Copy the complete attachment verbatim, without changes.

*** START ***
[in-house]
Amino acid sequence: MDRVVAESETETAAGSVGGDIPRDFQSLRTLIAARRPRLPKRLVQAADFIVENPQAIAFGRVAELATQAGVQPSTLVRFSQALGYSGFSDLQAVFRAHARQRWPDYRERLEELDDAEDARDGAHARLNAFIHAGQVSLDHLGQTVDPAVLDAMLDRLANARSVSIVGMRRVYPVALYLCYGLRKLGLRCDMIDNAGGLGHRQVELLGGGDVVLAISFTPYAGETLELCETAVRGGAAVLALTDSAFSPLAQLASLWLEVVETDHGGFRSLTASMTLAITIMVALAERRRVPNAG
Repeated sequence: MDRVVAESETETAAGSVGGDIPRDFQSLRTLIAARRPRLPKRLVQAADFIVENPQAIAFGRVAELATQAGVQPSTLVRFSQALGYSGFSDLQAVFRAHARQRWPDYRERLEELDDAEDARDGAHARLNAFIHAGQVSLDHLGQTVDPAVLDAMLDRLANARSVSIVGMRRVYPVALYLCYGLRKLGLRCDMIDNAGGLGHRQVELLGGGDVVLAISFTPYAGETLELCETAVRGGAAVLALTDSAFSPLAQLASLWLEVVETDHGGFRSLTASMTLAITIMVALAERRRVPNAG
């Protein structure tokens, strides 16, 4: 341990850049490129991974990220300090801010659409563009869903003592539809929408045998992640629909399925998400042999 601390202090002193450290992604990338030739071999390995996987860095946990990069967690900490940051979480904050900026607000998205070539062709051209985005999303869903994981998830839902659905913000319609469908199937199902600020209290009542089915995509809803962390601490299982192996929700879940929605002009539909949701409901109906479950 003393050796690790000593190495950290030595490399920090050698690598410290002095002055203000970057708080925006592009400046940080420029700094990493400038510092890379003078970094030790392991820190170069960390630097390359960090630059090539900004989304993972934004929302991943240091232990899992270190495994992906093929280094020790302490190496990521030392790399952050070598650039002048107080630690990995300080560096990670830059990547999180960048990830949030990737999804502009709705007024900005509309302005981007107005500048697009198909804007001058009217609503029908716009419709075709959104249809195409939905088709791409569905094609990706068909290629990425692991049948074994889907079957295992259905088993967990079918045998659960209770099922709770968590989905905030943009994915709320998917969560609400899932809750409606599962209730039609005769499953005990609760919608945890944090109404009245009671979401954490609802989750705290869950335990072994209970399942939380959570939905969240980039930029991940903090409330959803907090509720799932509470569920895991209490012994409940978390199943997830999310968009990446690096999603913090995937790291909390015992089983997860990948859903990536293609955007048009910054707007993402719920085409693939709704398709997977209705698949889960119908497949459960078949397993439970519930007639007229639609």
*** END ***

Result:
[in-house]
Amino acid sequence: MDRVVAESETETAAGSVGGDIPRDFQSLRTLIAARRPRLPKRLVQAADFIVENPQAIAFGRVAELATQAGVQPSTLVRFSQALGYSGFSDLQAVFRAHARQRWPDYRERLEELDDAEDARDGAHARLNAFIHAGQVSLDHLGQTVDPAVLDAMLDRLANARSVSIVGMRRVYPVALYLCYGLRKLGLRCDMIDNAGGLGHRQVELLGGGDVVLAISFTPYAGETLELCETAVRGGAAVLALTDSAFSPLAQLASLWLEVVETDHGGFRSLTASMTLAITIMVALAERRRVPNAG
Repeated sequence: MDRVVAESETETAAGSVGGDIPRDFQSLRTLIAARRPRLPKRLVQAADFIVENPQAIAFGRVAELATQAGVQPSTLVRFSQALGYSGFSDLQAVFRAHARQRWPDYRERLEELDDAEDARDGAHARLNAFIHAGQVSLDHLGQTVDPAVLDAMLDRLANARSVSIVGMRRVYPVALYLCYGLRKLGLRCDMIDNAGGLGHRQVELLGGGDVVLAISFTPYAGETLELCETAVRGGAAVLALTDSAFSPLAQLASLWLEVVETDHGGFRSLTASMTLAITIMVALAERRRVPNAG
């Protein structure tokens, strides 16, 4: 341990850049490129991974990220300090801010659409563009869903003592539809929408045998992640629909399925998400042999 601390202090002193450290992604990338030739071999390995996987860095946990990069967690900490940051979480904050900026607000998205070539062709051209985005999303869903994981998830839902659905913000319609469908199937199902600020209290009542089915995509809803962390601490299982192996929700879940929605002009539909949701409901109906479950 003393050796690790000593190495950290030595490399920090050698690598410290002095002055203000970057708080925006592009400046940080420029700094990493400038510092890379003078970094030790392991820190170069960390630097390359960090630059090539900004989304993972934004929302991943240091232990899992270190495994992906093929280094020790302490190496990521030392790399952050070598650039002048107080630690990995300080560096990670830059990547999180960048990830949030990737999804502009709705007024900005509309302005981007107005500048697009198909804007001058009217609503029908716009419709075709959104249809195409939905088709791409569905094609990706068909290629990425692991049948074994889907079957295992259905088993967990079918045998659960209770099922709770968590989905905030943009994915709320998917969560609400899932809750409606599962209730039609005769499953005990609760919608945890944090109404009245009671979401954490609802989750705290869950335990072994209970399942939380959570939905969240980039930029991940903090409330959803907090509720799932509470569920895991209490012994409940978390199943997830999310968009990446690096999603913090995937790291909390015992089983997860990948859903990536293609955007048009910054707007993402719920085409693939709704398709997977209705698949889960119908497949459960078949397993439970519930007639007229639609």